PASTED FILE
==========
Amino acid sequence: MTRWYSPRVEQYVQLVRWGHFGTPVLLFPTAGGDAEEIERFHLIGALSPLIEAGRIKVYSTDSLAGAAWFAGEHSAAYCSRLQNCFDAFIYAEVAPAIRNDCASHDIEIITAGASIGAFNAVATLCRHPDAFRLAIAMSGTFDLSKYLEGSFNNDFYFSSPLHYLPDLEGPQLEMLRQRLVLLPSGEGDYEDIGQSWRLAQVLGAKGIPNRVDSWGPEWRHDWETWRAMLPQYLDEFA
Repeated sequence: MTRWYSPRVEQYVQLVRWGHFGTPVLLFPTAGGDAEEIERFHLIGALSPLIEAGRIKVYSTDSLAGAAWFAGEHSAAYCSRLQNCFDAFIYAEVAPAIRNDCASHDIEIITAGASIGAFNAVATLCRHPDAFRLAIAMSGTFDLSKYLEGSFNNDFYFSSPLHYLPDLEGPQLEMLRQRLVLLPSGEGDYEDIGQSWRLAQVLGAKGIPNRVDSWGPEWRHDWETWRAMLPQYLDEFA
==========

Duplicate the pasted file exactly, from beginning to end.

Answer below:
Amino acid sequence: MTRWYSPRVEQYVQLVRWGHFGTPVLLFPTAGGDAEEIERFHLIGALSPLIEAGRIKVYSTDSLAGAAWFAGEHSAAYCSRLQNCFDAFIYAEVAPAIRNDCASHDIEIITAGASIGAFNAVATLCRHPDAFRLAIAMSGTFDLSKYLEGSFNNDFYFSSPLHYLPDLEGPQLEMLRQRLVLLPSGEGDYEDIGQSWRLAQVLGAKGIPNRVDSWGPEWRHDWETWRAMLPQYLDEFA
Repeated sequence: MTRWYSPRVEQYVQLVRWGHFGTPVLLFPTAGGDAEEIERFHLIGALSPLIEAGRIKVYSTDSLAGAAWFAGEHSAAYCSRLQNCFDAFIYAEVAPAIRNDCASHDIEIITAGASIGAFNAVATLCRHPDAFRLAIAMSGTFDLSKYLEGSFNNDFYFSSPLHYLPDLEGPQLEMLRQRLVLLPSGEGDYEDIGQSWRLAQVLGAKGIPNRVDSWGPEWRHDWETWRAMLPQYLDEFA